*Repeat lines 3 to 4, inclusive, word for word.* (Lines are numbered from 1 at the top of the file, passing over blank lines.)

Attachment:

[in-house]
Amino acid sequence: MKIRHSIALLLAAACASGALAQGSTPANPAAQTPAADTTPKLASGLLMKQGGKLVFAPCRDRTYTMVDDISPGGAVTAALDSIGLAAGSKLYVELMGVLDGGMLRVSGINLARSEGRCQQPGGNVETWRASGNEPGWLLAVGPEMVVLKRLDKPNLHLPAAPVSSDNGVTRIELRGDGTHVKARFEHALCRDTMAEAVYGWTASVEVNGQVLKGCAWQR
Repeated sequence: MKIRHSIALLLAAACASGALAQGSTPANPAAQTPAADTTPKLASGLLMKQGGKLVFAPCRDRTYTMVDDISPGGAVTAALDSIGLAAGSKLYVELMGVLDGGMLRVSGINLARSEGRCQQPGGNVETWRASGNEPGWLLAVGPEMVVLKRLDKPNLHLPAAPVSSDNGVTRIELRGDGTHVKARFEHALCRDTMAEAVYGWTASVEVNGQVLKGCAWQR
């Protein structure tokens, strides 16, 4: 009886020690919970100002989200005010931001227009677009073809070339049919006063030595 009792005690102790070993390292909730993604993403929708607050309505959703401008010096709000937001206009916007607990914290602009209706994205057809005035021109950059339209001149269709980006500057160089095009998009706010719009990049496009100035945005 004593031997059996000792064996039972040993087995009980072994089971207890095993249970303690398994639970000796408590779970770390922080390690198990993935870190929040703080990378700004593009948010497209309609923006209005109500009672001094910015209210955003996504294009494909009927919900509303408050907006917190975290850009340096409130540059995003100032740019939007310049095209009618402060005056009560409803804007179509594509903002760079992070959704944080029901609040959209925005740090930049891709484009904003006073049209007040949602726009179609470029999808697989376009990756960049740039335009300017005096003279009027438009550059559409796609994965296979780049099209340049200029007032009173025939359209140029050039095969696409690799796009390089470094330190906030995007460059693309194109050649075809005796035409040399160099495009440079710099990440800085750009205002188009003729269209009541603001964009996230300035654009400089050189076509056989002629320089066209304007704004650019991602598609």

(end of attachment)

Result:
Repeated sequence: MKIRHSIALLLAAACASGALAQGSTPANPAAQTPAADTTPKLASGLLMKQGGKLVFAPCRDRTYTMVDDISPGGAVTAALDSIGLAAGSKLYVELMGVLDGGMLRVSGINLARSEGRCQQPGGNVETWRASGNEPGWLLAVGPEMVVLKRLDKPNLHLPAAPVSSDNGVTRIELRGDGTHVKARFEHALCRDTMAEAVYGWTASVEVNGQVLKGCAWQR
């Protein structure tokens, strides 16, 4: 009886020690919970100002989200005010931001227009677009073809070339049919006063030595 009792005690102790070993390292909730993604993403929708607050309505959703401008010096709000937001206009916007607990914290602009209706994205057809005035021109950059339209001149269709980006500057160089095009998009706010719009990049496009100035945005 004593031997059996000792064996039972040993087995009980072994089971207890095993249970303690398994639970000796408590779970770390922080390690198990993935870190929040703080990378700004593009948010497209309609923006209005109500009672001094910015209210955003996504294009494909009927919900509303408050907006917190975290850009340096409130540059995003100032740019939007310049095209009618402060005056009560409803804007179509594509903002760079992070959704944080029901609040959209925005740090930049891709484009904003006073049209007040949602726009179609470029999808697989376009990756960049740039335009300017005096003279009027438009550059559409796609994965296979780049099209340049200029007032009173025939359209140029050039095969696409690799796009390089470094330190906030995007460059693309194109050649075809005796035409040399160099495009440079710099990440800085750009205002188009003729269209009541603001964009996230300035654009400089050189076509056989002629320089066209304007704004650019991602598609």